"All broken things have a story," says George, a kind neighbor who befriends the girls. And Pennypacker's novel is a wonderfully told story. This is the perfect book for fans of Sarah Weeks, Katherine Hannigan, and Jeanne Birdsall.

Summer of the Gypsy Moths by Sara Pennypacker. HarperCollins/Balzer + Bray, $15.99 May ISBN 978-0-06-196420-6

School Library Journal

Gr 4-6 - Ever since the death of her beloved grandmother, 11-year-old Stella has battled to maintain a sense of stability, to "clutch hold" to the spinning Earth. She explains that an unknown father and a terminally irresponsible mother have made her "personal gravity" "a little weak" and left her feeling rootless. Her anxiety is just beginning to lessen now that she shares a Cape Cod home with her taciturn Great-Aunt Louise and a foster girl named Angel whom Stella considers like "cactus...all spines." Pennypacker beautifully illuminates Stella's physical experience with vivid, unfussy prose, allowing readers to feel her nervousness and longing and her vigorous commitment to cleanliness and order (she even identifies a folder of hints from Heloise as her most precious possession).

When Louise dies suddenly, Stella and Angel secretly bury the body in order to stay in her house, managing the vacation cottage colony next door and surviving on tourists' leftovers, in hopes of buying time for each girl's desired caregiver to provide a suitable home. The book effectively evokes the gritty, sun-bleached textures and salt breezes of its seaside setting, a vacation like contrast to the strenuous, desperate independence of the two girls. The understanding and emotional bond that grows between them develops with believable fluctuations and a light touch, as does the suspense of how long two kids can continue alone without being caught or getting a ride to the grocery store.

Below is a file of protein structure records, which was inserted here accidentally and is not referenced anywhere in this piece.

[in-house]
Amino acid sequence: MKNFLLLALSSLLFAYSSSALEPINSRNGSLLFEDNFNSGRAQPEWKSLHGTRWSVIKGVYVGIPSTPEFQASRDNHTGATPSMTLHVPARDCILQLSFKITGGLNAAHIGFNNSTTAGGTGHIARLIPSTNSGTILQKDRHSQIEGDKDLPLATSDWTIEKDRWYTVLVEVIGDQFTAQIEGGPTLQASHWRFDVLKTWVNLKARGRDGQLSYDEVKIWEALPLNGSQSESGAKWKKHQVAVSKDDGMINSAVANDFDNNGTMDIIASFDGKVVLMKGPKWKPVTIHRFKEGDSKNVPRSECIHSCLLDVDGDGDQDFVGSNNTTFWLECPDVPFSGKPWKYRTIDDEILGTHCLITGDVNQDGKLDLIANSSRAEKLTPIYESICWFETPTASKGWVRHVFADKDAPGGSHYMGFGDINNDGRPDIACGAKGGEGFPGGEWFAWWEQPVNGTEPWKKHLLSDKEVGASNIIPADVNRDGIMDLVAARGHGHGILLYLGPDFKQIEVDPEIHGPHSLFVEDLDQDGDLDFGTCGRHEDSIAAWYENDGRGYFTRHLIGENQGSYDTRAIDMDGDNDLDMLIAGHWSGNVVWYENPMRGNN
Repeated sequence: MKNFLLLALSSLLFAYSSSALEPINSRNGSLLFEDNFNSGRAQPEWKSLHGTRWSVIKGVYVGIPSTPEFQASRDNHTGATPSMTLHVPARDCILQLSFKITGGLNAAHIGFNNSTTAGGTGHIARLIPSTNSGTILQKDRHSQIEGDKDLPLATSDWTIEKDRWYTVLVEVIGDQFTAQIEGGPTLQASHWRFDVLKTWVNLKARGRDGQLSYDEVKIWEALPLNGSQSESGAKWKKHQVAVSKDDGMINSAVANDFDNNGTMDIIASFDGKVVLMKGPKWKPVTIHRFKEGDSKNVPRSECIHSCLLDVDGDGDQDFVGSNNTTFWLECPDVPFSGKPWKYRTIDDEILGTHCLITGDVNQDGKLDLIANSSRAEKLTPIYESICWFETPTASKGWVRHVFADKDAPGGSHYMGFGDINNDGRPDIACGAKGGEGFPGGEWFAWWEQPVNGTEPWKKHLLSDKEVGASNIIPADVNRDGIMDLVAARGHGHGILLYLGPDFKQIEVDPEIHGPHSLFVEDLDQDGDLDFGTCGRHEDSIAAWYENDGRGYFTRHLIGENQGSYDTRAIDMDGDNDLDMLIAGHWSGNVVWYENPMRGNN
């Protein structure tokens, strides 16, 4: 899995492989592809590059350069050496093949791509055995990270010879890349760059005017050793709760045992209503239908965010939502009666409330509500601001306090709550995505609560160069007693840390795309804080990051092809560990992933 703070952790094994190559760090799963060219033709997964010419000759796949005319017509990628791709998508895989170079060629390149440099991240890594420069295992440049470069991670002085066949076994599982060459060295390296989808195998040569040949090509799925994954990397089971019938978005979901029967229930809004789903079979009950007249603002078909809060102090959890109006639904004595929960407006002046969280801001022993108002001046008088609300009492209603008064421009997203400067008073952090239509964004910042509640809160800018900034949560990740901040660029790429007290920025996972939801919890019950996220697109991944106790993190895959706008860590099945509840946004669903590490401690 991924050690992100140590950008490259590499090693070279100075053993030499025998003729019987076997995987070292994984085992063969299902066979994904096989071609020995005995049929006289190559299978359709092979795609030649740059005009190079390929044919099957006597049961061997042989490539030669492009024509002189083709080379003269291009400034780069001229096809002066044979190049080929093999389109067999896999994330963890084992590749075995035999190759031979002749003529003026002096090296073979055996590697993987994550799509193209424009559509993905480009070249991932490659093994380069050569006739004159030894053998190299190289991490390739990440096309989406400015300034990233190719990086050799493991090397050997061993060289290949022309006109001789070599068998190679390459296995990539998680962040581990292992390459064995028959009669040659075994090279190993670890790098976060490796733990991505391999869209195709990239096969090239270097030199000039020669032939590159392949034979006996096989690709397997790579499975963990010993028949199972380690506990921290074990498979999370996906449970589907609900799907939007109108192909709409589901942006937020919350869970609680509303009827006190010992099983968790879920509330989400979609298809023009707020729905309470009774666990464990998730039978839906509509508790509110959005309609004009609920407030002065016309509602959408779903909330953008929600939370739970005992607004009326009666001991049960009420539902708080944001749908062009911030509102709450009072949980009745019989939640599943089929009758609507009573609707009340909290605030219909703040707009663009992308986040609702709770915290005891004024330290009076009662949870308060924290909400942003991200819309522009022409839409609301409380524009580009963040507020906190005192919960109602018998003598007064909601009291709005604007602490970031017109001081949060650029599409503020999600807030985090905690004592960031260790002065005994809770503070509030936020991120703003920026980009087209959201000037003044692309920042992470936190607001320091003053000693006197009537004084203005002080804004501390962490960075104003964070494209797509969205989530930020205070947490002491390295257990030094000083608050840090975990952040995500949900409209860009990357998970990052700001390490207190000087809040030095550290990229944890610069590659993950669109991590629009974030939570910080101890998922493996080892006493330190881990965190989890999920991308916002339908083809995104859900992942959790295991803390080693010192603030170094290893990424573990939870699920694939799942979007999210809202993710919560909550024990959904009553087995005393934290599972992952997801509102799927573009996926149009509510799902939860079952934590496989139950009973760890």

Pennypacker's marvelously tactile writing animates Stella's narration and brings both engaging, resilient, and resourceful characters to life. - Robbin E. Friedman, Chappaqua, NY

Wall Street Journal, April 20, 2012 - BOOKSHELF

Happily Home Alone By MEGHAN COX GURDON

There is a rich tradition of stories in which resourceful children make a home for themselves without (or despite) the adults around them. Sara Pennypacker makes a touching contribution to the field with "Summer of the Gypsy Moths" (Balzer + Bray, 275 pages, $15.99). Like Pippi Longstocking, the two 11-year-olds at the heart of this novel for readers ages 8 to 13 have no one to brush their hair or feed them properly when their guardian abruptly cannot care for them. Like the runaways in E.L. Konigsburg's "From the Mixed-Up Files of Mrs. Basil E. Frankweiler" (1967), Stella and Angel discover that they can hide in plain sight, fooling the grown-ups they encounter and avoiding being sent to foster care. And like the heroine of Julie Andrews Edwards's "Mandy" (1971), the girls' longing for a true home manifests itself in a determination to coax some straggly plants back to health.

Here the setting is a string of vacation cottages on Cape Cod, the plants are blueberry bushes threatened by devouring caterpillars, and Stella and Angel, who have been thrown together for the summer, begin by detesting each other. When circumstance and the shared pain of abandonment conspire to make the girls work together, they find that they are surprisingly compatible and independent. Even so, children should not be alone, and it is weepingly happy at the end when, as in all the best orphan books, these two brave hearts find the place they have yearned for most.

  • New York Times Book Review: "Pennypacker is a -Beverly Cleary-caliber girl-whisperer; she can weave a yarn both funny and touching, with all the beloved, timeworn themes at the ready: friendship, family, loyalty, loss and independence."

  • Publishers Weekly: "...Pennypacker's novel is a wonderfully told story. This is the perfect book for fans of Sarah Weeks, Katherine Hannigan, and Jeanne Birdsall."

  • School Library Journal: "Pennypacker's marvelously tactile writing animates [the] narration and brings both engaging, resilient, and resourceful characters to life."